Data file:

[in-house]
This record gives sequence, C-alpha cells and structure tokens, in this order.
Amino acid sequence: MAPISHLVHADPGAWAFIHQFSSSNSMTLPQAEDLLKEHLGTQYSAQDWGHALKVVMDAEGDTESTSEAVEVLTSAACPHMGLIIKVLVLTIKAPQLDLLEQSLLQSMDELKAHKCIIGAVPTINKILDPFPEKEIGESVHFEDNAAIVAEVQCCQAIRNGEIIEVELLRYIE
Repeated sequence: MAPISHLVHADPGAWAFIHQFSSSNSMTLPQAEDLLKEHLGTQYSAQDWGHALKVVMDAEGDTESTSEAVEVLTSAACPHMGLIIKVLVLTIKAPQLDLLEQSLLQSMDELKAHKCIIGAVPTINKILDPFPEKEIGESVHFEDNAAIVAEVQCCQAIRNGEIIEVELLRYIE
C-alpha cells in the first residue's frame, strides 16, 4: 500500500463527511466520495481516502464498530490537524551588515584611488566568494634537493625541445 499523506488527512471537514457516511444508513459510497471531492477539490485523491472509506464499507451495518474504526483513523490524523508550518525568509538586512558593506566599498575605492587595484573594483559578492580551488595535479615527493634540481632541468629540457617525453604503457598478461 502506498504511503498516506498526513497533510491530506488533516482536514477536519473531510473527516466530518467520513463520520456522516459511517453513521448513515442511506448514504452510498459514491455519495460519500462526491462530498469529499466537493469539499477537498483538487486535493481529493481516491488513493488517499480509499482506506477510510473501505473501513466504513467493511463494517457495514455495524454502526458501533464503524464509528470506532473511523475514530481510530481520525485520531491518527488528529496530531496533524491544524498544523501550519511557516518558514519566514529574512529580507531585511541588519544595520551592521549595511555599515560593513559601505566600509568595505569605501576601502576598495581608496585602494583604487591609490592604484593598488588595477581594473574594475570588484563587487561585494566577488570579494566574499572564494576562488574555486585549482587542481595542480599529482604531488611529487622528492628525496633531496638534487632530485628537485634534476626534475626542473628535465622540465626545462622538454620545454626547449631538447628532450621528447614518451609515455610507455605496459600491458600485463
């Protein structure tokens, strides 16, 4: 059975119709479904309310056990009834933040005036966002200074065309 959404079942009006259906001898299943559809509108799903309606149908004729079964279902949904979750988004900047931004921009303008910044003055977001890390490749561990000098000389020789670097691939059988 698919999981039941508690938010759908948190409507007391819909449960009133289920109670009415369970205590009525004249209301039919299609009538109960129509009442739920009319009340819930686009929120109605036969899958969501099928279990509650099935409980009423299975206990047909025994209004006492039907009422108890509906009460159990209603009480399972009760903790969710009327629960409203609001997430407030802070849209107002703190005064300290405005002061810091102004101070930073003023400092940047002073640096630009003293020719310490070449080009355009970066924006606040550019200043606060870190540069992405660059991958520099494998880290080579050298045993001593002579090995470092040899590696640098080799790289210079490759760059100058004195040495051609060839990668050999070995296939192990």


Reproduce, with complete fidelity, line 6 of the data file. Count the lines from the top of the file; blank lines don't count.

């Protein structure tokens, strides 16, 4: 059975119709479904309310056990009834933040005036966002200074065309 959404079942009006259906001898299943559809509108799903309606149908004729079964279902949904979750988004900047931004921009303008910044003055977001890390490749561990000098000389020789670097691939059988 698919999981039941508690938010759908948190409507007391819909449960009133289920109670009415369970205590009525004249209301039919299609009538109960129509009442739920009319009340819930686009929120109605036969899958969501099928279990509650099935409980009423299975206990047909025994209004006492039907009422108890509906009460159990209603009480399972009760903790969710009327629960409203609001997430407030802070849209107002703190005064300290405005002061810091102004101070930073003023400092940047002073640096630009003293020719310490070449080009355009970066924006606040550019200043606060870190540069992405660059991958520099494998880290080579050298045993001593002579090995470092040899590696640098080799790289210079490759760059100058004195040495051609060839990668050999070995296939192990």